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Welcome to Another Lost Decade

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How to play this one a little smarter.

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Keeping this in mind, note that stocks are still not cheap, and thus range-bound markets still lie ahead of us.

I should mention the role interest rates and inflation play in market cycles. They're secondary to psychological drivers, but important. They don't cause the cycles but help to shape their duration and the valuation extremes stocks achieve. For instance, if at the end of the 1966-1982 range-bound market interest rates and inflation had not been in the mid-teens, the range-bound market would have ended sooner, at higher P/Es. On the other hand, if in the late 1990s interest rates and inflation had not been scraping low single digits, the bull market would have ended sooner and at lower P/Es. The higher inflation and interest rates that are around the corner will take their toll on the duration and final P/E of this market as well.

In range-bound markets, as P/Es compress they turn against investors; thus investment strategy in this very different and difficult environment needs to be adjusted for the new investment reality:

  • Become an active value investor. Traditional buy-and-forget-to-sell (hold) strategy isn't dead but is in a coma waiting for the next secular bull market to return; and it's still far, far away. Sell isn't just another four-letter word; sell discipline needs to be kicked into higher gear.

  • Margin of safety needs to be increased. Typically, value investors seek for margin of safety to protect them from overestimating the "E". In this environment it needs to be beefed up to accommodate the impact of constantly declining P/Es.

  • Don't fall into the relative valuation trap. Many stocks will appear cheap based on past valuations, but past secular bull market valuations won't be in vogue for a long time, thus absolute valuation tools such as discounted cash-flow analysis should carry more weight.

  • Though timing the market is alluring, don't -- it's very difficult to do it consistently. Value individual stocks instead. Buy them when they're undervalued and sell them when they become fairly valued.

  • Increased margin of safety and stricter sell discipline will lead one to have a higher cash position at times. Don't invest for the sake of being invested because this will force you to own stocks of marginal quality or ones that don't meet your heightened required margin of safety. Secular bull markets taught investors not to hold cash, as the opportunity cost of doing so was very high. However, the opportunity cost of cash is a lot lower during a range-bound market.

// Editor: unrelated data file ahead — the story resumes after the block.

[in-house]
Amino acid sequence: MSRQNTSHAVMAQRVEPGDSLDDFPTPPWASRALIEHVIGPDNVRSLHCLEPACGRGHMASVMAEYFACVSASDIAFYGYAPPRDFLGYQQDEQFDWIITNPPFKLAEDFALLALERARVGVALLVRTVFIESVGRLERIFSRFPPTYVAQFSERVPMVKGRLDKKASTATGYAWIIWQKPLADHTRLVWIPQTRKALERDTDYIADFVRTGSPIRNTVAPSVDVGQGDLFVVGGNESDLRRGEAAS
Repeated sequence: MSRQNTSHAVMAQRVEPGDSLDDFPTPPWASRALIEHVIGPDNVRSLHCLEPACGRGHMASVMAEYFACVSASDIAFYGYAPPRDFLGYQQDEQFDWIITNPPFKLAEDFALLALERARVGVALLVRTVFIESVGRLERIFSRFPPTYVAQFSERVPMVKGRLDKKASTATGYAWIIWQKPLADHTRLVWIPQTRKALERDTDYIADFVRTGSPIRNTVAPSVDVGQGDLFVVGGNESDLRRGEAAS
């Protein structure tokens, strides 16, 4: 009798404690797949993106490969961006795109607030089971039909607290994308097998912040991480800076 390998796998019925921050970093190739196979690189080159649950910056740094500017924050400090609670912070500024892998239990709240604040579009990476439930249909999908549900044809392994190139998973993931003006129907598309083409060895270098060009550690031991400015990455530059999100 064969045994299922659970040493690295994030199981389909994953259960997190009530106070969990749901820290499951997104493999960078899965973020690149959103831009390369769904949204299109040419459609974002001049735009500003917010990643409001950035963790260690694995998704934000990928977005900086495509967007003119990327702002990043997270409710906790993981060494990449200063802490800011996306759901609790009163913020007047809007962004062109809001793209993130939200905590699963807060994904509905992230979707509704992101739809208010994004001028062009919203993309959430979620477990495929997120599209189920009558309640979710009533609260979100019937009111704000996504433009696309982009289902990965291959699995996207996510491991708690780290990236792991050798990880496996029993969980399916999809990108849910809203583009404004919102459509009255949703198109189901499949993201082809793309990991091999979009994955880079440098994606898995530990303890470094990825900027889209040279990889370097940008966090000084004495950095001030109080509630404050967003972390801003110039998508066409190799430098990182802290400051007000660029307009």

And what if a range-bound market isn't in the cards? If a bull market develops, active value investing should do at least as well as buy-and-hold investing or passive indexing. In the case of a bear market, your portfolio should decline a lot less.

No positions in stocks mentioned.

The information on this website solely reflects the analysis of or opinion about the performance of securities and financial markets by the writers whose articles appear on the site. The views expressed by the writers are not necessarily the views of Minyanville Media, Inc. or members of its management. Nothing contained on the website is intended to constitute a recommendation or advice addressed to an individual investor or category of investors to purchase, sell or hold any security, or to take any action with respect to the prospective movement of the securities markets or to solicit the purchase or sale of any security. Any investment decisions must be made by the reader either individually or in consultation with his or her investment professional. Minyanville writers and staff may trade or hold positions in securities that are discussed in articles appearing on the website. Writers of articles are required to disclose whether they have a position in any stock or fund discussed in an article, but are not permitted to disclose the size or direction of the position. Nothing on this website is intended to solicit business of any kind for a writer's business or fund. Minyanville management and staff as well as contributing writers will not respond to emails or other communications requesting investment advice.

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